AS I STARED at the white casket serenely adorned with white orchids, I saw my dead grandmother.

Still, things did not sink in even as I sat at the back row, staring at the people present in the wake. My aunt was crying beyond consolation, and so are my cousins. I looked away and sighed. I just didn’t understand. Why are they crying? And why don’t I feel anything?

The day of the burial came. We walked under the scorching heat of the sun, in the dusty road leading to the cemetery. It was a slow, agonizing walk and everyone around me was crying.

Rhey slowly declined the casket for a final blessing. After a few words, the priest opened the casket for us to say goodbye. I stared as my cousins slowly kissed the hand of my dead grandmother. I shuddered. I was not sure I wanted to touch her, to say the least. I hesitated for a brief moment, and it was enough to tic my aunt off.

“What has my mom done to you that you hate her so much to not even show a little sadness for her death?” she said, not hiding the disgust in her tone. Some people stared and began to whisper. Dutifully, I immediately kissed my grandmother’s hand, but tears were already forming at the back of my eyes.

I was angry. Do I really have to look sad to show my love for her? Is it necessary to cry hysterically until my eyes are reduced to red puffs? It was an internal struggle to keep calm while thinking of running away, as far as possible, from here. It was unfair for my aunt to say those words. It was like she summarized all my life debt to them, making me feel ungrateful for my very existence.

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I took a deep breath and thought for a moment. I should understand her. She just lost her mother, who is the very same person who took me, cared for me, and loved me just as a mother should. Looking from that perspective, I realized that it did look like grandma meant nothing to me.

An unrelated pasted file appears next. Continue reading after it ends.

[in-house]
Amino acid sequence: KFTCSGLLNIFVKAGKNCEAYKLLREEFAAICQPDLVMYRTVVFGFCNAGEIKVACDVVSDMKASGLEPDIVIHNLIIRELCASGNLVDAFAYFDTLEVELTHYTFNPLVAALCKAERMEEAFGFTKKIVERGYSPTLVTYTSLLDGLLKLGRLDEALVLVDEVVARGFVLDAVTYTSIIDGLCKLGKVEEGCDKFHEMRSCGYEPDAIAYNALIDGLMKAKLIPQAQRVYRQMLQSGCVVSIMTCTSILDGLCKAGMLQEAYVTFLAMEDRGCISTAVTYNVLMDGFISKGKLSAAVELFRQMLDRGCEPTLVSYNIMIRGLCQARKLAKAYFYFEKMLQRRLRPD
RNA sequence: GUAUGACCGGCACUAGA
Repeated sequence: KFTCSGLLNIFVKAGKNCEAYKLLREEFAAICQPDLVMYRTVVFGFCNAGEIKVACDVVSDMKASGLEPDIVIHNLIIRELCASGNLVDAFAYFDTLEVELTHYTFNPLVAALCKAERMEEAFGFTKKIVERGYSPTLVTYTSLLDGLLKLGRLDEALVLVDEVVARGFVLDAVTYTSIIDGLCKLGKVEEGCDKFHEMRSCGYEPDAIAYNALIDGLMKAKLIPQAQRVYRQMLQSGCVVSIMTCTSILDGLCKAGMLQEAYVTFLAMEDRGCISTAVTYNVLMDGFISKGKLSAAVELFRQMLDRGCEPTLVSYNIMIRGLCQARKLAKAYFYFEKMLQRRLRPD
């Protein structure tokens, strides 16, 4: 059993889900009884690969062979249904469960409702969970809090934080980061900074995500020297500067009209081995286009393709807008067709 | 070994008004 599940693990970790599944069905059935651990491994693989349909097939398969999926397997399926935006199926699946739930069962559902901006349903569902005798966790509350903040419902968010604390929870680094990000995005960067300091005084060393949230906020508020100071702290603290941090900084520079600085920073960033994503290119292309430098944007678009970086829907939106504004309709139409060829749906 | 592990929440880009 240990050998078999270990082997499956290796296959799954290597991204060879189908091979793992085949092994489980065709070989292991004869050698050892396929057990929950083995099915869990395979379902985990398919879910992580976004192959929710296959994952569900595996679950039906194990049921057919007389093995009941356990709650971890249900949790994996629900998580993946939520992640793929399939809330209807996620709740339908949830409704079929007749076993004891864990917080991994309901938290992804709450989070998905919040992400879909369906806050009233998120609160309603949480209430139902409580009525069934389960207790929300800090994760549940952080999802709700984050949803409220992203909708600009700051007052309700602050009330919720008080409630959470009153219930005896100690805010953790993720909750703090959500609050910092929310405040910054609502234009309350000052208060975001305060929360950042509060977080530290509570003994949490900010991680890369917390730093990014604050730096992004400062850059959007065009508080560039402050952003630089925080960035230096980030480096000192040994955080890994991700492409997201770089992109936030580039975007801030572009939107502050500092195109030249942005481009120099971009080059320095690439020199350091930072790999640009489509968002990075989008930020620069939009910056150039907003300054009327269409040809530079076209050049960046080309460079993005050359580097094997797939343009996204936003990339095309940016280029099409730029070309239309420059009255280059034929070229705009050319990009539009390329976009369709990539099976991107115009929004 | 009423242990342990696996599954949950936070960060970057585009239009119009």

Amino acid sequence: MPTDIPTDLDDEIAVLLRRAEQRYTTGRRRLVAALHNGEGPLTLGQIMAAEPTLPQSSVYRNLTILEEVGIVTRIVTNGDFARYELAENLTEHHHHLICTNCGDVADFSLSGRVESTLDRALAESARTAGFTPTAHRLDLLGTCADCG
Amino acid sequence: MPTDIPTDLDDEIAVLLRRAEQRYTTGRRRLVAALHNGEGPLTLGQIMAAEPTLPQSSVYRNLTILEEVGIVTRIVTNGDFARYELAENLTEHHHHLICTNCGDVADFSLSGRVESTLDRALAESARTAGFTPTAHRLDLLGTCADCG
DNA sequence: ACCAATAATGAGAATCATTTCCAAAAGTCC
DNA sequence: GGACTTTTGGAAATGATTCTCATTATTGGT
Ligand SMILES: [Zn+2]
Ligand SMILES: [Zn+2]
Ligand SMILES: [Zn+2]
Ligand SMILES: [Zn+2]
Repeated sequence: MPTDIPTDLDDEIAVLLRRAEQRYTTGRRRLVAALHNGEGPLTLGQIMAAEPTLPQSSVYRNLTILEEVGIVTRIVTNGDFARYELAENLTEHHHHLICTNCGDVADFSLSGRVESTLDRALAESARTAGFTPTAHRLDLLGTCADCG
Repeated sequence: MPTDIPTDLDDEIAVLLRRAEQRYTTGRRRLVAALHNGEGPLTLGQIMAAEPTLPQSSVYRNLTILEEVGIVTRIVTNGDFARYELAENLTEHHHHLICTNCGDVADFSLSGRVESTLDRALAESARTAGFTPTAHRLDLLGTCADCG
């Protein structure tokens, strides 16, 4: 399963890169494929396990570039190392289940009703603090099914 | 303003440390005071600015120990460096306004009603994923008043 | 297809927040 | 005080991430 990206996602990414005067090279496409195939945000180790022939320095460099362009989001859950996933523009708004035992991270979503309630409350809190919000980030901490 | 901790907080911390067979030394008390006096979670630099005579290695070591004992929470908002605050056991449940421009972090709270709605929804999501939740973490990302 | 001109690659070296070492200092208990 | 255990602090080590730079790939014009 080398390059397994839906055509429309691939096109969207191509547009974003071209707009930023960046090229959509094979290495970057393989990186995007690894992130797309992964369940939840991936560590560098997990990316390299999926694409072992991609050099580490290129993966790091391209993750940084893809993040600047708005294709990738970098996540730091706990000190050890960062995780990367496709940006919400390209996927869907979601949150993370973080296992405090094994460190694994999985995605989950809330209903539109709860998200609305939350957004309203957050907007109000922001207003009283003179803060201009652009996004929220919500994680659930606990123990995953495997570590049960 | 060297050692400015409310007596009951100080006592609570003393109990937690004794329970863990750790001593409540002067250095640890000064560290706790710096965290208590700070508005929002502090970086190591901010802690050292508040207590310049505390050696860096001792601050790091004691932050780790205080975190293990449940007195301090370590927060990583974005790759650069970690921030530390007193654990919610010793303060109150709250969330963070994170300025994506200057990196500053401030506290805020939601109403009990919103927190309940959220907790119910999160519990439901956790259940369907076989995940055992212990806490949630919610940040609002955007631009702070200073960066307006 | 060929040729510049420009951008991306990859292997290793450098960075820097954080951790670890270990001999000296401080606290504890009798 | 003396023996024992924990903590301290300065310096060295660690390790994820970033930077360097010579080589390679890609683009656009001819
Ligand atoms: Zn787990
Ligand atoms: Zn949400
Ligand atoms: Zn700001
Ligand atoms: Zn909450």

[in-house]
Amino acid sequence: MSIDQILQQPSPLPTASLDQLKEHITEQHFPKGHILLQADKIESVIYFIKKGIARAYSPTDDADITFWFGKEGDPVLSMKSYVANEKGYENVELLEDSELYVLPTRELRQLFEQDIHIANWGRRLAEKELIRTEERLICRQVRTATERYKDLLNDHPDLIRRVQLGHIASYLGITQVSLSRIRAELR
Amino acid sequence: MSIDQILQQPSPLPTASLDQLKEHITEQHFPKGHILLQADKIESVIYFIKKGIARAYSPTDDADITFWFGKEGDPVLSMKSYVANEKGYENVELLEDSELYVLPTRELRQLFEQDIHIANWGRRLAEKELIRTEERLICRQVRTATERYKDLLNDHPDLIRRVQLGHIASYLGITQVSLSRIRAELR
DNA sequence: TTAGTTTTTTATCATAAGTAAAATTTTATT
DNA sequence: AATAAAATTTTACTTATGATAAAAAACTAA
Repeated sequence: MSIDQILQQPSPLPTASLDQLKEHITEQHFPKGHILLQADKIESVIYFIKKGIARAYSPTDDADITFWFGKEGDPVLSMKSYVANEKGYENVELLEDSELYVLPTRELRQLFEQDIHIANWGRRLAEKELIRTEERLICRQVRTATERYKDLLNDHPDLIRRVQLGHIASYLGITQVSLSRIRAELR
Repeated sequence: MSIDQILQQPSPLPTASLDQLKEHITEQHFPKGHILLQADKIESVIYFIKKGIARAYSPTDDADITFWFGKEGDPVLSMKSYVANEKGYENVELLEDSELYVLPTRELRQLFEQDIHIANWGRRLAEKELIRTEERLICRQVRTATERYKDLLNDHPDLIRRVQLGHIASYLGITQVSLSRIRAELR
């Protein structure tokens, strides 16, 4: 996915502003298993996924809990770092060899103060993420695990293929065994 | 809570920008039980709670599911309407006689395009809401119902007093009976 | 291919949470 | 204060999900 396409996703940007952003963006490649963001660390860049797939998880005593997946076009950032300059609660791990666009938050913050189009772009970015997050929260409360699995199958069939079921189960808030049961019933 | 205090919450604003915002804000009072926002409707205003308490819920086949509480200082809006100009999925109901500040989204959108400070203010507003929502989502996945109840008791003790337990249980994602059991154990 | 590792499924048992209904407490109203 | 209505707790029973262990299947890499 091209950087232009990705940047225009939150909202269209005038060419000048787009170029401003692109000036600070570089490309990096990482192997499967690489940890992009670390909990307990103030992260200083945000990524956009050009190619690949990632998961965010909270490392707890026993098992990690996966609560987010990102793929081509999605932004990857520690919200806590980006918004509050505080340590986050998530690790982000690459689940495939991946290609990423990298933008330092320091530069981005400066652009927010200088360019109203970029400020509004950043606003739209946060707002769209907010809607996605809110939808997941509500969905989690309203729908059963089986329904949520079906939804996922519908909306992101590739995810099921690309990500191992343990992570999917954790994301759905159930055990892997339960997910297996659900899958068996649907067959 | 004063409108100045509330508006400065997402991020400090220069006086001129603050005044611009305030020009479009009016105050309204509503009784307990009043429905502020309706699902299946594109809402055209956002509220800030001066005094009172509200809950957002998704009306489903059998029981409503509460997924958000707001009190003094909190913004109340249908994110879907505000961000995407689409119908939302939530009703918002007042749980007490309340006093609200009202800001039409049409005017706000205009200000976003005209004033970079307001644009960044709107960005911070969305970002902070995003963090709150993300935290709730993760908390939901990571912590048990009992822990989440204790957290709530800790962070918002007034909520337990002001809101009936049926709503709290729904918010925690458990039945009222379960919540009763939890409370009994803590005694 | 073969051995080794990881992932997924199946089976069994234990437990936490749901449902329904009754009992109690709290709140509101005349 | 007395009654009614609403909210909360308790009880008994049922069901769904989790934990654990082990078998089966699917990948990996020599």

But it was exactly the opposite. I wanted to tell my aunt that I loved grandma so much that I couldn’t bear to see her like that. The real reason for my apathy is because I was struggling between being sad and happy at the same time. Sad because I couldn’t accept the fact that I will no longer see her pale, wrinkled face scolding me for another little mishap I did; that I will never be able to hold her hand to support her while we walk in the mall; and that I will never hear her voice when she sings in church during Sundays.

But the sadness was incomparable to my happiness. I was very happy she died, because she had struggled with cancer for so long. She had been very strong but I could tell that it has been too difficult for her. I was very happy she died at her sleep, peacefully. Most importantly, I was very happy she died because I know she would be in paradise.

Then I realized that my aunt looked at death quite differently from my point of view. She looked at it like a thief who stole something very valuable to her, whereas I viewed it as something everyone should look forward to. Death is a concept that was never completely defined. We know nothing about it. One thing is for sure, everyone is bound to die someday. But if people live in fear of death, then life would cease to exist.

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PRAYER: Dear God, You breathed life into us, the men and women You created in Your image. Thank You for this precious blessing which gave life to us and to our loved ones. Lord, with this gift of life, may you help us understand and accept that life is a precious but limited gift which You have bestowed upon us. Help us make the most out of our lives, and at the end of our being and existence, teach us to accept death without fearing it, for it is our way of being one with You in heaven. Amen. Yve Camae V. Espeña

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